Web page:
In his book Liberal Democracy and the Emergence of a Constitutionally Failed State in Kenya, the Kenyan scholar Abdalla Bujra says that Western donors’ emphasis on “good governance” – and their funding of NGO activities that advance this agenda – is not so much premised on the idea that governments have to be democratic, accountable and participatory, but is “to ensure that foreign investors and large corporations conduct business quickly and efficiently in Kenya as well as to ensure that these investors and foreign companies get their maximum profit without having to share it with local elite through corruption”. (Could it be that one of the “rabbits” that Jubilee pulled out of its hat to placate the US government was the awarding of a large multi-billion-dollar contract to a US company to build a six-lane highway between Nairobi and Mombasa?)

In his book Liberal Democracy and the Emergence of a Constitutionally Failed State in Kenya, the Kenyan scholar Abdalla Bujra says that Western donors’ emphasis on “good governance”…is not so much premised on the idea that governments have to be democratic, accountable and participatory, but is “to ensure that foreign investors and large corporations conduct business quickly and efficiently in Kenya…”

Because some foreign aid is channelled to NGOs (ostensibly to exert the donor country’s “soft power”), NGOs in Kenya became inextricably linked to the “good governance” agenda advocated by Western donors and international financial institutions. Kenya’s “second liberation” from Moi’s autocratic rule was partly the result of donor-funded activities that allowed NGOs and their leaders to push forward their demands. As the Kenyan constitutional lawyer Wachira Maina has noted, “the extent to which local politics is often mediated by donors is remarkable”. Donors, Western donors, in particular, he says, “are the first organised group that the opposition in Kenya speaks to when it has an idea to sell”.

Donors thus, in effect, become “embedded” within Kenyan civil society, thereby indirectly exerting influence on the political landscape. Their support also ensured that NGOs promoted the kind of neoliberalism and democracy favoured by Western governments, which emphasises individual, rather than collective, rights, and repudiates notions of “popular power” based on the sovereignty of the people.   (It is important to note, however, that the bulk of bilateral donor aid to Kenya goes to the government; only a small proportion is channelled to NGOs, a fact that successive Kenyan governments have deliberately played down.)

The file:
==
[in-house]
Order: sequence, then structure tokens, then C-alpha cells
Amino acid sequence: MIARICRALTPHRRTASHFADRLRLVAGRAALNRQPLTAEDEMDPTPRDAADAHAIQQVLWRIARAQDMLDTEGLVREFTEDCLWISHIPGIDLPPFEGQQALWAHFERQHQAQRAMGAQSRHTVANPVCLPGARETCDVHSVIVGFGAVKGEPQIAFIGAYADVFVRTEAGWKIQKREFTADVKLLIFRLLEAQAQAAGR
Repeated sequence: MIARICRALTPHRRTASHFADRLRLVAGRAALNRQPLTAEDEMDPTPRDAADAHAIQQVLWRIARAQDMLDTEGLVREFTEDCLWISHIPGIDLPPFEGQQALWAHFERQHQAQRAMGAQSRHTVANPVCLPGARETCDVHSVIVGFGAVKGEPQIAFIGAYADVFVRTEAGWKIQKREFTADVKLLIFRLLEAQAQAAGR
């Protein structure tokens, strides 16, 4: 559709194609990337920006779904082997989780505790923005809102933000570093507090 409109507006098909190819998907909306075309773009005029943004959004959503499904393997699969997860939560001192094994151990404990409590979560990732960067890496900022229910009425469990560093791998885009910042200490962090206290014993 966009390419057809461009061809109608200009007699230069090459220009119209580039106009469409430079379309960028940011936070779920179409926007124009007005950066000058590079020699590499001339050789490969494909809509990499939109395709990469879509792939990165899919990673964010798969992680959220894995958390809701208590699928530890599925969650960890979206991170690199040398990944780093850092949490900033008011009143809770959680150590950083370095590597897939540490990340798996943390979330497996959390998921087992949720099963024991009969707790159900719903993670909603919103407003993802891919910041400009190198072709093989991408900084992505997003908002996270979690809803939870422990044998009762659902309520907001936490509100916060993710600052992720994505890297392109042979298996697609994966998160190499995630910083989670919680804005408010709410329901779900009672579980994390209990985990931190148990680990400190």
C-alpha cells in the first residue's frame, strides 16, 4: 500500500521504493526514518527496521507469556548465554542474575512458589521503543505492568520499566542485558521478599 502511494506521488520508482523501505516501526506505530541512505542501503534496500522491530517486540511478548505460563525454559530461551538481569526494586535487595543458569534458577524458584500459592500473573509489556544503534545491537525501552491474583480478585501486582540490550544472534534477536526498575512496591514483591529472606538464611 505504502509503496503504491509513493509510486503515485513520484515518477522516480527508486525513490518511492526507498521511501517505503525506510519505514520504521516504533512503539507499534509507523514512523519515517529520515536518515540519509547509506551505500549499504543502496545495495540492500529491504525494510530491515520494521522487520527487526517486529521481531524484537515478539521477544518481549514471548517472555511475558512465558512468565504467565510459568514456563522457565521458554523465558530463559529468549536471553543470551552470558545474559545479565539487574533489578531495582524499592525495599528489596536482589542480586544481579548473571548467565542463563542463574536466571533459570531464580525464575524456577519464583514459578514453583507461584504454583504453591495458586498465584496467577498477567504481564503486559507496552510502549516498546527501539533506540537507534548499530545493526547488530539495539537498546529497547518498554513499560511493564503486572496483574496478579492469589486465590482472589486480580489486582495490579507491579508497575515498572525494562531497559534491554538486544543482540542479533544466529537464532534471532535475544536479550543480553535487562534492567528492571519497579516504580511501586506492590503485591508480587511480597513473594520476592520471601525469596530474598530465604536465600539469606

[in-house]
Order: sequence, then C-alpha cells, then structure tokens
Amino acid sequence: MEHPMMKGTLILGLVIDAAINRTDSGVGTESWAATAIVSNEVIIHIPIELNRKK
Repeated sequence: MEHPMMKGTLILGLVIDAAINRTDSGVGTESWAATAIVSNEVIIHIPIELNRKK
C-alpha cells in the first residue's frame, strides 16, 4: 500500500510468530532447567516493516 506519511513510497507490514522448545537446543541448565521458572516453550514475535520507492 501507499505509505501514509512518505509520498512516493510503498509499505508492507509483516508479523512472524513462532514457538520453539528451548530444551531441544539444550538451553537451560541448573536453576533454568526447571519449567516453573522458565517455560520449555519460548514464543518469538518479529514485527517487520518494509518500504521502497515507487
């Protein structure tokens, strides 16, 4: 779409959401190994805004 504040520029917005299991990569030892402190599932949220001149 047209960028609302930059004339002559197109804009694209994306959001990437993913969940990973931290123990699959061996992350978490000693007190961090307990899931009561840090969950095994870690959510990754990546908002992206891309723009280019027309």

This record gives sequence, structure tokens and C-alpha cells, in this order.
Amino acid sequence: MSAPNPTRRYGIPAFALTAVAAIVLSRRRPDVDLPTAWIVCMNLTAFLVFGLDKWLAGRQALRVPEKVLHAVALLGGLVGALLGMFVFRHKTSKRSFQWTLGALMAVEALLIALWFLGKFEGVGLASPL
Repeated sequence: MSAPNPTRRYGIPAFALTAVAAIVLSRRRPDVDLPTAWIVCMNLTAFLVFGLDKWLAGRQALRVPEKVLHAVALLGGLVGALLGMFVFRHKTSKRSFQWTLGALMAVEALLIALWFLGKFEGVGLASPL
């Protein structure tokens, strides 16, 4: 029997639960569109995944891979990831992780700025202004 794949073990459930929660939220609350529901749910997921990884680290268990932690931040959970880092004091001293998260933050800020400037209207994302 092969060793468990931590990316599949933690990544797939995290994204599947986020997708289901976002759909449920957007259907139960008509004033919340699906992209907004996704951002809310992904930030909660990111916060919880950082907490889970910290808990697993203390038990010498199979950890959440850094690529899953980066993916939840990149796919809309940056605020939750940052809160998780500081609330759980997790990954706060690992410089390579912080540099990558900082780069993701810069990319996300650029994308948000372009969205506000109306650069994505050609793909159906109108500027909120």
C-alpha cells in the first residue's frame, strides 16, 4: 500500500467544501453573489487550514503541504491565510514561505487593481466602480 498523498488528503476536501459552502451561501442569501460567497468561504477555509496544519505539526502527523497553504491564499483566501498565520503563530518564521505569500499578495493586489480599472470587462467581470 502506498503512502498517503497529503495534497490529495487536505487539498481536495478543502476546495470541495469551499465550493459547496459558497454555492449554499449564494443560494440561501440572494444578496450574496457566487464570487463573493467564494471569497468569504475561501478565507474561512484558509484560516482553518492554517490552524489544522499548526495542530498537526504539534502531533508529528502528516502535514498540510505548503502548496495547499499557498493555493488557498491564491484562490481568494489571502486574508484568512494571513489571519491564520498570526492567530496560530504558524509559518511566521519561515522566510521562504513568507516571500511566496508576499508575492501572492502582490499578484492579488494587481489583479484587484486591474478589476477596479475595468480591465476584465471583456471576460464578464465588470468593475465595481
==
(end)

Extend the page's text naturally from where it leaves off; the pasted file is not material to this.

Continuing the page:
In order to understand how the mating rituals between the Kenyan government and Western donors and between Western donors and NGOs work, it is important to look at how the government-donor-NGO relationship in Kenya evolved.

The evolution of the Kenyan NGO

The role of NGOs in Kenya has changed significantly since colonial times, when they were mainly philanthropic organisations focused on social welfare issues. While some aligned themselves with the anti-colonial struggle, and went on to form political parties and movements, by and large they remained apolitical. (In fact, many NGOs are required to remain non-partisan and apolitical to be eligible for donor funding.)

After independence in 1963, NGOs continued to do charity work, often working hand-in-hand with the government and the private sector in the spirit of harambee (self-help) popularised by the founding president Jomo Kenyatta. Rural communities, in particular, were encouraged to pool together their own resources to build schools, hospitals and other infrastructure – which in essence meant that the state abdicated its responsibility towards these communities and expected them to use their own money and labour to bring about “development”. The concept of “harambee” (which means to pull together) also got corrupted in later years as politicians fund-raised for and gave money to harambee projects in order to buy votes and influence constituencies.